2. #2
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    Tires are the limiting factor to any suspension upgrades that increase the handling capabilities of the car since the contact patch, compound, tread pattern, and casing design combine to provide the connection of the vehicle to the pavement. For a car like mine that gets used on road tracks we use a wide, soft compound tire, that has big tread blocks. It is a type of tire designed for track days on full size road courses that is still barely streetable and carries a DOT # so it's legal. These are road track tires which require a certain amount of heat in them to function at their best so the first lap or two on track brings the tires up to temperature. Tires designed for auto-X are different and do not require the warm up that road track tires do. Our first couple laps is like a drag car warming up slicks to get them sticky.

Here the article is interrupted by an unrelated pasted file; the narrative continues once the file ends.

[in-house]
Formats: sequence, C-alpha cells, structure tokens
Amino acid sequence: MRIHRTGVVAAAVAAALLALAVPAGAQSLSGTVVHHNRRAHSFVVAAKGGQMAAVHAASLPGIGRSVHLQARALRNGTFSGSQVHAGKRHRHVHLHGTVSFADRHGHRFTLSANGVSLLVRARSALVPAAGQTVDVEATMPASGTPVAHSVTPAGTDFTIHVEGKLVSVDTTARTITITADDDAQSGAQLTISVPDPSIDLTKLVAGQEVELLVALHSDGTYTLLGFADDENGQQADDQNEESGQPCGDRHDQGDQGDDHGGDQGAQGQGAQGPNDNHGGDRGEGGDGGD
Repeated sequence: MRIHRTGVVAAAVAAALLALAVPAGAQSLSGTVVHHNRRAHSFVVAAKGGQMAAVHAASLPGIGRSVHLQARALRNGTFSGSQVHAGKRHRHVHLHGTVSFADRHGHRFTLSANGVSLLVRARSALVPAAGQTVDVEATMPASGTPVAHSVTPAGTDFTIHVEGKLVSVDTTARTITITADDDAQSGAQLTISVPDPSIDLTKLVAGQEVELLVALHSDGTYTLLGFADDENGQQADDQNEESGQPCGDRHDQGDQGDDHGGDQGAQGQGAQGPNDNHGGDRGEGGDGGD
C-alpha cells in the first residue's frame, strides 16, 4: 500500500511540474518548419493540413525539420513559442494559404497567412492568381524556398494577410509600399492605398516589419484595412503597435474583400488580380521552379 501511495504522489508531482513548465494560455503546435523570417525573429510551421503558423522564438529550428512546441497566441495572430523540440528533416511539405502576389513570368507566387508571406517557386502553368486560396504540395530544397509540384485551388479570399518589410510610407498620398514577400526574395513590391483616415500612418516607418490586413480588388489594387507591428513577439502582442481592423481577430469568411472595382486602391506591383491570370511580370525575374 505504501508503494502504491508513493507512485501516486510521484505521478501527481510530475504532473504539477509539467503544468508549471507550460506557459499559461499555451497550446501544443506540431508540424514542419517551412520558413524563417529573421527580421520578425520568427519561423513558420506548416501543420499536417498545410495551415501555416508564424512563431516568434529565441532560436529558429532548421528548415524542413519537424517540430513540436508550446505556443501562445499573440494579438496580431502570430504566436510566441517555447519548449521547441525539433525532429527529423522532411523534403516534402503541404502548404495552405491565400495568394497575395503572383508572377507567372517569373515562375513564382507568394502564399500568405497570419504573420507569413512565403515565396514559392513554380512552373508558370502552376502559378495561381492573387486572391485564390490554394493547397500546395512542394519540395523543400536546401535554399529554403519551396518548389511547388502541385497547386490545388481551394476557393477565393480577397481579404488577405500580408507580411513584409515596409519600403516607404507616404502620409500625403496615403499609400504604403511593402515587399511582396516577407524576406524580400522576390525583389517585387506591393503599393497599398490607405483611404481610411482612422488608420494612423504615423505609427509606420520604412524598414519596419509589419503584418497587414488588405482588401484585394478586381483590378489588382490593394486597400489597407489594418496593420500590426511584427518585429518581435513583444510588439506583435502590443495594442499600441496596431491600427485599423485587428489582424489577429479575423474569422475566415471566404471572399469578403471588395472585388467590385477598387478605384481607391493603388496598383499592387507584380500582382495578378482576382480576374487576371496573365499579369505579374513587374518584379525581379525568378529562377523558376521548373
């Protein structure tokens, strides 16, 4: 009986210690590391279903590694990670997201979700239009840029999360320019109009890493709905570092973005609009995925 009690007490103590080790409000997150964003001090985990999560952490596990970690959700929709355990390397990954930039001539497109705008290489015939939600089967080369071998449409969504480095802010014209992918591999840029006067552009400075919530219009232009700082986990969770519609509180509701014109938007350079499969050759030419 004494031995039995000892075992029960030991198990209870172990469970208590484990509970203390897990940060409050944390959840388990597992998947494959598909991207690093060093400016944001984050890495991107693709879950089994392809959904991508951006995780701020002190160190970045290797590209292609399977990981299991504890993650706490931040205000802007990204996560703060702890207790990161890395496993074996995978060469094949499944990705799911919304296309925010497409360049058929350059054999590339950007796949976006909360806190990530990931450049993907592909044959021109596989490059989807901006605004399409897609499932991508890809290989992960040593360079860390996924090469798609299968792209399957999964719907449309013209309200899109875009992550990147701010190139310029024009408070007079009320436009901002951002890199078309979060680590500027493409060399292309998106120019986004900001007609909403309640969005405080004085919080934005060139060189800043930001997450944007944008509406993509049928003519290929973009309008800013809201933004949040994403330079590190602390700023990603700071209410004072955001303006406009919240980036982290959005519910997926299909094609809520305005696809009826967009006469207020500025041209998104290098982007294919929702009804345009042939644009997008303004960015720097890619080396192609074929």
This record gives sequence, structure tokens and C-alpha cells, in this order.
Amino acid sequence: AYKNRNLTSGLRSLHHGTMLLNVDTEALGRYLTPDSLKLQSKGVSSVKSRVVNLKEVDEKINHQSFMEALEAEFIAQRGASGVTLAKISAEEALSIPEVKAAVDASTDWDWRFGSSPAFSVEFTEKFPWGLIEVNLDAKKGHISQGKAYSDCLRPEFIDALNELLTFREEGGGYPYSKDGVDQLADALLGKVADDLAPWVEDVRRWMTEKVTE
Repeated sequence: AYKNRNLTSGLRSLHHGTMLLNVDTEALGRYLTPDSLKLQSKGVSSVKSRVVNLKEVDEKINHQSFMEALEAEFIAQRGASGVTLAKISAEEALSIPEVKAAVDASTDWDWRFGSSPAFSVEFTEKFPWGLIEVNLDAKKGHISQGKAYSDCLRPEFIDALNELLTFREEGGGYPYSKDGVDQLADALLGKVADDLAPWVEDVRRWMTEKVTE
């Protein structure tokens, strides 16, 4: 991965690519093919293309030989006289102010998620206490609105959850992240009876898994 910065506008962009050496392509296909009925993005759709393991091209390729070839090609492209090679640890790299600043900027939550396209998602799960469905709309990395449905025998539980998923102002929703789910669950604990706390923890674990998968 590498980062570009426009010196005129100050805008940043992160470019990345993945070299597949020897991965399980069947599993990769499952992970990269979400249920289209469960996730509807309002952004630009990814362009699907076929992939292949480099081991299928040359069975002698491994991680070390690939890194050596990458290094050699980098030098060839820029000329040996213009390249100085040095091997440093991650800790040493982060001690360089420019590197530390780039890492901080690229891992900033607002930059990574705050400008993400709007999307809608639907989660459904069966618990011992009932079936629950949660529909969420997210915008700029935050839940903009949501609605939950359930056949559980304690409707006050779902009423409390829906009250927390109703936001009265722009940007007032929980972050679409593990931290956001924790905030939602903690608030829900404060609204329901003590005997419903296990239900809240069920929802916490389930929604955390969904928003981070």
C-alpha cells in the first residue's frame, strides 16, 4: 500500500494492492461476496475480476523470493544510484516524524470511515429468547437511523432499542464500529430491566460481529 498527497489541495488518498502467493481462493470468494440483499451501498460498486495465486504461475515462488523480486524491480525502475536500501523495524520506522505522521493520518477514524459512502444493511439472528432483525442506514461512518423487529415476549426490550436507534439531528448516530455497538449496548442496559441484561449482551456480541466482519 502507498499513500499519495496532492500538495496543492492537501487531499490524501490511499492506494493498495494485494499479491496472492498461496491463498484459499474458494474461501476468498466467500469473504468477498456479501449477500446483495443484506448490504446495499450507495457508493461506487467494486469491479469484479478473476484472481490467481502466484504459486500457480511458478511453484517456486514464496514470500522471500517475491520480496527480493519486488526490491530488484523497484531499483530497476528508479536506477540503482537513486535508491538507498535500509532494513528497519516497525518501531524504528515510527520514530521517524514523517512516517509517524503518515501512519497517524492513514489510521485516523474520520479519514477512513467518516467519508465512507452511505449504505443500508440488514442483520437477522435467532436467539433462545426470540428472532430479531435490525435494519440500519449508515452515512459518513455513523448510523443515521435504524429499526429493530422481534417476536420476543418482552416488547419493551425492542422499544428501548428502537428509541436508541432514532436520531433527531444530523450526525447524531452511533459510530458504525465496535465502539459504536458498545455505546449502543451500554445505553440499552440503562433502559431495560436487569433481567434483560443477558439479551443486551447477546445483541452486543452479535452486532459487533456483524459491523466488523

A wide tire gives a bigger footprint and with the larger contact patch comes increased traction. At 285 mm front and 295mm rear these tires are almost a foot wide, about double what the stock factory tires were! Double the width, double the grip = double the FUN!!

    These Yokohamas have a treadwear rating of 60 which is very low and indicates a soft compound so you wouldn't expect to get a lot of street miles out of them. I don't care about longevity. Chances are, the tires will start to dry and loose their grip in a 3-4 years before I wear them out anyway. At least thats what happened with my last set and 6 years is max tire life. Yokohama makes these AO48 tires in 2 different types. One for lightweight cars and one for heavier cars like mine. The difference in construction helps keep the tires in the optimum heat range for the rubber compound to provide the most grip. If I ran the tires designed for the lightweight cars on mine, the tires would overheat, and become "greasy" by the middle of a track session. Tire life would be greatly reduced.